June 2, 2022

Theater faculty member Shariffa Ali wins Hermitage Major Theater Award

International theater maker, creative leader, director, and Lecturer in Theater Shariffa Ali has received the prestigious Hermitage Major Theater Award. This recently-established and distinguished recognition does not award existing work but rather is designed as a commission that serves as a catalyst for a theater artist to create an original, impactful piece of theater.

“This award will alter the course of my life; it is a true game changer.”
— Shariffa Ali

The Hermitage Major Theater Award (HMTA), presented annually by the Hermitage Artist Retreat, offers one of the largest non-profit theater commissions in the country. Established in 2021, this annual prize recognizes a playwright or theater artist with a commission of $35,000 to create an original work of theater that directly or indirectly represents the role and impact of art in our culture and society. The recipient also receives six weeks of residency at the Hermitage’s historic beachfront campus in Sarasota, Florida, to develop the new work, along with an inaugural reading or workshop in a leading arts and cultural center. Award winners are nominated and selected each year by a rotating jury of nationally recognized theater leaders, which this year included Pulitzer Prize-winning playwright Lynn Nottage; Tony, Grammy, and Obie Award winner David Henry Hwang; and Golden Globe Award-winning actress, director, playwright, educator, and activist Regina Taylor.

shariffa ali smiles with dark braided hair pulled back with two pieces in blue beads framing her face

Theater maker Shariffa Ali. Photo by Miguel Herrera

“It is surreal and the most gratifying and pleasant surprise to be honored in this way by artists whose work has been a compass in my own upbringing as a theater maker,” Ali said on receiving the award. “The fact that they support my art and wish to carve out space for myself and my collaborator Vuyo Sotashe with this project is a huge honor. It is extremely surprising, humbling, and life-affirming. This award will alter the course of my life; it is a true game changer.”

In describing her intended HMTA commission, Ali writes: “Despite the homophobia and transphobia inherent in small-town South Africa, a middle school choir, their principal, and their parents make an agreement to disguise the town’s most talented and beloved singer Vuyo (he/they) as a girl in order to have him sing as a female soloist in a national choir competition. As Vuyo increasingly feels at home in this new role as a female soloist, they begin a journey that will see them come to reckon with identity, community, and finding a voice of truth.” The character of Vuyo in the play is a friend and collaborator of Ali, so she is particularly passionate about capturing the heart and soul of her friend’s true story through this commission. “It is my hope that Vuyo’s remarkable story and lessons of healing and forging community can be a healing force for us all.”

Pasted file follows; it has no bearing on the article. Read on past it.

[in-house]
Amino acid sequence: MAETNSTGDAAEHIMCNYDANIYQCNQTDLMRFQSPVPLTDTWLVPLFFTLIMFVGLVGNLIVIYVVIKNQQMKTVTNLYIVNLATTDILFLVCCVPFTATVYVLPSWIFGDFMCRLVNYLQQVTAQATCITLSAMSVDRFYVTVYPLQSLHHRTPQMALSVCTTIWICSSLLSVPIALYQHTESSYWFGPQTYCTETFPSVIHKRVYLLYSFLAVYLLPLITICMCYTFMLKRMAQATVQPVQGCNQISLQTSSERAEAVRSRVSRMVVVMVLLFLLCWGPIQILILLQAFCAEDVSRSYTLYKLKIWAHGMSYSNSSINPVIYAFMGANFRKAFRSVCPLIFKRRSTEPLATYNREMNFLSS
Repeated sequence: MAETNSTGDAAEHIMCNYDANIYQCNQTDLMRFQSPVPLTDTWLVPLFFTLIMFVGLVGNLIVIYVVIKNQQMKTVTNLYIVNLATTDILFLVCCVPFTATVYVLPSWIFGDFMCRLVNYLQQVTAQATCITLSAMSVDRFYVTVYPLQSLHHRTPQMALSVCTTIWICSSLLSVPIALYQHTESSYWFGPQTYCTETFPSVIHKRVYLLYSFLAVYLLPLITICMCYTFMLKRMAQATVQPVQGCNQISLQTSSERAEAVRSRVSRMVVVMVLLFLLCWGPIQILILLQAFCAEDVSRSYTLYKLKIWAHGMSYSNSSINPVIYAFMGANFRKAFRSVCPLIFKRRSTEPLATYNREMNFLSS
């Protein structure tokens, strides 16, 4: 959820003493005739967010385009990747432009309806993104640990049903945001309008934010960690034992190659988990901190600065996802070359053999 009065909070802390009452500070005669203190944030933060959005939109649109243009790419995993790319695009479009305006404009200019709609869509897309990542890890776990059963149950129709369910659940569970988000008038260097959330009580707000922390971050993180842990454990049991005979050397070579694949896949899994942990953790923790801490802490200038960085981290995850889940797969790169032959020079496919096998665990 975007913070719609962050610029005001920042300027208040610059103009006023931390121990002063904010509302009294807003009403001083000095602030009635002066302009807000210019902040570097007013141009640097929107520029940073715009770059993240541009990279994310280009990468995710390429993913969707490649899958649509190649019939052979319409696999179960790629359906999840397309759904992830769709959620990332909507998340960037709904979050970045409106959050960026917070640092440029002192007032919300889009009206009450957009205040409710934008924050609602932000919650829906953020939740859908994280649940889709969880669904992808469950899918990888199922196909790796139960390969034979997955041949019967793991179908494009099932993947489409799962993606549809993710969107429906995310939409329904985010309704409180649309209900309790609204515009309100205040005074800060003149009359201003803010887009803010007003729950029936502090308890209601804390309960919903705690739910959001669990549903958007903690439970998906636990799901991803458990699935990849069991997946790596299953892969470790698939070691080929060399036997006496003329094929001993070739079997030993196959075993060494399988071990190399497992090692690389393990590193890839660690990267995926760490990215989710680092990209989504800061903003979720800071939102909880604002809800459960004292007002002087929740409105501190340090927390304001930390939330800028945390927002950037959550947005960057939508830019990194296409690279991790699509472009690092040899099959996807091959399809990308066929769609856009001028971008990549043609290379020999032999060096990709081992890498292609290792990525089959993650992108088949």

The judges praised Ali as a “brave and brilliant theater maker” with this idea for a new theater work that “proved clear, compelling, necessary, and irresistible.”

Ali joins playwright and filmmaker Radha Blank as the second recipient of the Hermitage award; Blank received the first award in 2021 and her inaugural commission will have a developmental workshop later this year in New York City.

Born in Kenya and raised in South Africa, Shariffa Chelimo Ali is an international theater maker, creative leader, director, and educator committed to advancing radical change through the power of art and activism. As a theater director, Ali moves her audiences to engage with issues touching upon Black, Afropolitan, and African-American identities. Her directing credits include Eclipsed, Detroit ’67, Intimate Apparel, We Are Proud to Present, and We Were Everywhere. In addition to her theater credits, Ali’s films have been featured at acclaimed film/VR festivals and institutions throughout the world, including Sundance Film Festival (USA); Zeitz Museum of Contemporary African Art (South Africa); Brooklyn Film Festival (USA); Pan African Film Festival (USA); Electric Africa VR festival (South Africa) and DOK Neuland (Germany). In 2022, Ali was named the Elizabeth M. Swayzee Artist-in-Residence at Miami University, where she curated the inaugural Black Roots Festival in the spring of 2022. She has worked as an arts administrator at The Public Theater and The New Group, and she has taught at Yale, NYU and Brooklyn College. Ali is a member of the interdisciplinary artists’ collective Black History Museum and is on the advisory committee of Africa’sOut!, an initiative geared towards advancing radical change through the power of art and activism. She is a graduate of the University of Cape Town’s select Theater and Performance division.

For Princeton’s theater program, Ali teaches introductory theater courses as well as special topics such as “Illegal Gatherings Act — South African Protest Theatre.” This past fall, she taught first-year students from across academic disciplines at Princeton through the First-Year Seminars program, leading “Afronaut Ascension: A Creative Exploration of Afrofuturism & the Avant Garde.” Ali has also directed several productions in the program’s student-driven theater season, including the original musical We Were Everywhere, Danai Gurira’s Eclipsed, and an exploration of Lynn Nottage’s Intimate Apparel. This spring, she also produced two installments of a New Works Festival featuring several new theater works written by seniors in the theater and music theater programs.

Ali’s commission will have a developmental workshop in a major arts capital such as New York, London, Chicago, or Los Angeles in the fall of 2023.

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